Montana Dem breaks with party, claims rural sensibilities in long-term bid for House seat

A candidate crush has sprung up in the race for the new Montana House seat created in the 2020 census redistribution, but Democrat Jack Ballard is going the other way.

It targets the 2nd Congressional District and incumbent Republican Representative Matt Rosendale, who owns what was previously the state’s only general district.

Mr. Ballard is the only Democrat in the race so far, but the chances of him winning the general election are long in heavily Republican Montana.

“I spent a lot of time campaigning in rural Montana,” Mr. Ballard said in an interview. “It was my world. I can go to any farmer or rancher down the street in eastern Montana and strike up a conversation. I know how they live. I know the kind of challenges they face.

Mr. Ballard, writer and outdoor photographer, is an avid hunter, fisherman and conservationist who grew up on his grandfather’s ranch in Three Forks, a town of less than 2,000 people.

He sees his campaign as a test of his rural roots against a Democratic Party disconnected from rural America. So he’s also going his own way with his campaign platform.

Mr. Ballard’s strategy is to stick to an economic plan rather than a cultural message. This includes rejecting aspects of his party that isolate his electorate.

“You can’t go out and scare them with stupid stuff like funding the police and opening the borders,” he told the Washington Times.

The nominee, instead, focuses on jobs, increasing wages, access to healthcare, and conservation issues that remain relevant statewide.

Mr Rosendale, a transplant from Maryland who over the past decade has moved into politics in Montana, has not directly commented on Mr Ballard’s candidacy but has stated his intention to run for a second term .

“I have been overwhelmed by the support I have received in the past and I am honored to serve as a Congressman from Montana,” he said. “I hope I can once again count on the broad support of the Montanais as I run for re-election as their representative in Montana’s 2nd Congressional District.”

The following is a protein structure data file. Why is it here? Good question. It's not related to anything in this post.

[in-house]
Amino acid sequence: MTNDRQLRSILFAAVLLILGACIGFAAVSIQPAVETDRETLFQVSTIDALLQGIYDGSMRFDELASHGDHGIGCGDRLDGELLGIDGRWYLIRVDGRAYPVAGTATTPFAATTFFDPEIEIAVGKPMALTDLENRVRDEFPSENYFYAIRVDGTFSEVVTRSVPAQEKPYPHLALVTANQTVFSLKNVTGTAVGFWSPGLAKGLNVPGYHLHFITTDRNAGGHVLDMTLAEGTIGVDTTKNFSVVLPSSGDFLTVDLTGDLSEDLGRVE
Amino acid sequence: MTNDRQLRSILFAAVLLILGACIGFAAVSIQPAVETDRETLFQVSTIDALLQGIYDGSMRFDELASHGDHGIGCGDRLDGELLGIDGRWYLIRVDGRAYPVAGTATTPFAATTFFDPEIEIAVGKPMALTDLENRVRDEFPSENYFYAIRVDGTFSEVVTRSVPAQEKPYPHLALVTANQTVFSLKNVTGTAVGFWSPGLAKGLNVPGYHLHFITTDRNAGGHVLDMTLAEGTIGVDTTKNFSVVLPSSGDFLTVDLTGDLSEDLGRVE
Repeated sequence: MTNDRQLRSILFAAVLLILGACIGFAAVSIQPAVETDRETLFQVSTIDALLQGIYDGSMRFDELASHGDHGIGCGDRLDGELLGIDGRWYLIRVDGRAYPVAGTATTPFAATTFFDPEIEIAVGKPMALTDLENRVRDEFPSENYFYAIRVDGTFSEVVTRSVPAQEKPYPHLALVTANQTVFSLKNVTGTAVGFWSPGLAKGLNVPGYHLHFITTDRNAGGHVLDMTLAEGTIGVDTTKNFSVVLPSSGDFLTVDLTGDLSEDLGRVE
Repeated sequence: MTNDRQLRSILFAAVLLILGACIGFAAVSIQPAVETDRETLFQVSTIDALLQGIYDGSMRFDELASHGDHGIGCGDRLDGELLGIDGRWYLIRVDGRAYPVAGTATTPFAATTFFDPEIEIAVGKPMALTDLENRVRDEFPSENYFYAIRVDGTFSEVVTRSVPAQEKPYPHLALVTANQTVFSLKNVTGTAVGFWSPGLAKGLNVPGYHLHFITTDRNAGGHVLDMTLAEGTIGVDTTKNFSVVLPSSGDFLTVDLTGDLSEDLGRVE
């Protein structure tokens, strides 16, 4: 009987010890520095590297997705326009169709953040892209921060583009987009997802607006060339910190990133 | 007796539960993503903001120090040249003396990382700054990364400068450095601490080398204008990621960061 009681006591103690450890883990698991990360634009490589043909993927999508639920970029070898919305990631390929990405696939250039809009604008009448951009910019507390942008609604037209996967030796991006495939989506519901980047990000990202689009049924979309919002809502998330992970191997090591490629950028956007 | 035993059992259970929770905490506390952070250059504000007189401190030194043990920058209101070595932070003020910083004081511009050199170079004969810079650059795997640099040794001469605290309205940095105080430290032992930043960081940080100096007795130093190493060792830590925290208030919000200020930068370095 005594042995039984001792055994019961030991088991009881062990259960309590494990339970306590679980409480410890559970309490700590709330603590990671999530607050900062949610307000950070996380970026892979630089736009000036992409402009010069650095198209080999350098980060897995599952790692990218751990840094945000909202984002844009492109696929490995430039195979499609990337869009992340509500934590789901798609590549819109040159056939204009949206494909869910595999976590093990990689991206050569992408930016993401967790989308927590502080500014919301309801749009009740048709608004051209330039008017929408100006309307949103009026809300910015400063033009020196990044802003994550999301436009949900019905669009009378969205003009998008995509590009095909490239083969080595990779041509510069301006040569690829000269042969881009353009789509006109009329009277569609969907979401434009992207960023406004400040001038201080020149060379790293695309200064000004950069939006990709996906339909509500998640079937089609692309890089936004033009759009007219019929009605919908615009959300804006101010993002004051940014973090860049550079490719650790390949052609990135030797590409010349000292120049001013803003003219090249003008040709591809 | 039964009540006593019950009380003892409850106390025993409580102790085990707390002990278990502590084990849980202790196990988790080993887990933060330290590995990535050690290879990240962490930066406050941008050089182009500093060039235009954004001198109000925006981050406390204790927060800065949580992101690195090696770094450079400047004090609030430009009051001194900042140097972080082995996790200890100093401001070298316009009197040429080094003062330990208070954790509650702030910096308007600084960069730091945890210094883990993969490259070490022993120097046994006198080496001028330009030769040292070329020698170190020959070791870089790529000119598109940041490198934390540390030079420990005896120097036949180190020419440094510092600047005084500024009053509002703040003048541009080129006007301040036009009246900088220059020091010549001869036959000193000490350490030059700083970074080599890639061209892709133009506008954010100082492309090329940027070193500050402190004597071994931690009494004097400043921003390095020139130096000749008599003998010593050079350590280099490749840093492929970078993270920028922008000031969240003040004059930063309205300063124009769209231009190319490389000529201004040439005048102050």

The freshman congressman had the backing of some of the biggest players in the Republican Party. He won his race by more than 10 points in 2020 and was backed by Parliamentary Minority Leader Kevin McCarthy, Whip Steve Scalise, Ohio Rep. Jim Jordan and Senator Ted Cruz from Texas.

Mr. Ballard has his work cut out for him.

“It’s a tough battle for this race, for sure. I think Rosendale is pretty much a candidate for re-election, ”said Jessikay Bennion, professor of political science at Montana State University.

Montana, which has a population of about one million, has had a general parliamentary district since 1990. Next year it will have two seats in the House for the first time in four decades.

The former general headquarters is now the 2nd Congressional District in eastern Montana.

The new seat of the 1st Congressional District in western Montana has already drawn a stampede of candidates from both sides of the aisle, including former Congressman and former Home Secretary Ryan Zinke in the GOP.

Democrats running for the open seat include former state lawmaker Tom Winter, state representative Laurie Bishop and Cora Neumann, a public health professional.

Mr. Ballard avoided this melee.

Mr Bennion said if Mr Ballard could showcase his background and distance himself from the extreme wing of his party, he could experience the same success as Senator Jon Tester, a longtime Democrat from Montana. who broke with the Democrats on the key. voice.

More recently, Mr. Tester joined his Republican colleagues in voting to repeal President Biden’s COVID-19 vaccine or test mandate for private companies with 100 or more employees.

West Virginia Senator Joe Manchin III, another decisive vote, was the only other Democrat to break ranks with his party in the vote.

Mr Tester said his advice for Democrats to win back rural areas is to show up, even in places where they might not get the most support.

“They just need to come out and let people know what they stand for, what they are going to fight for. Go everywhere, ”Tester said in an interview.

Mr Ballard acknowledged that party divisions are glaring in his state, but said he believes his candidacy is stronger, even as a Democrat, because he can mark his humble beginnings.

“I think rural people would prefer to be represented by someone who really understands their world,” Ballard said. “I really think that’s one of my strongest assets in this campaign.”

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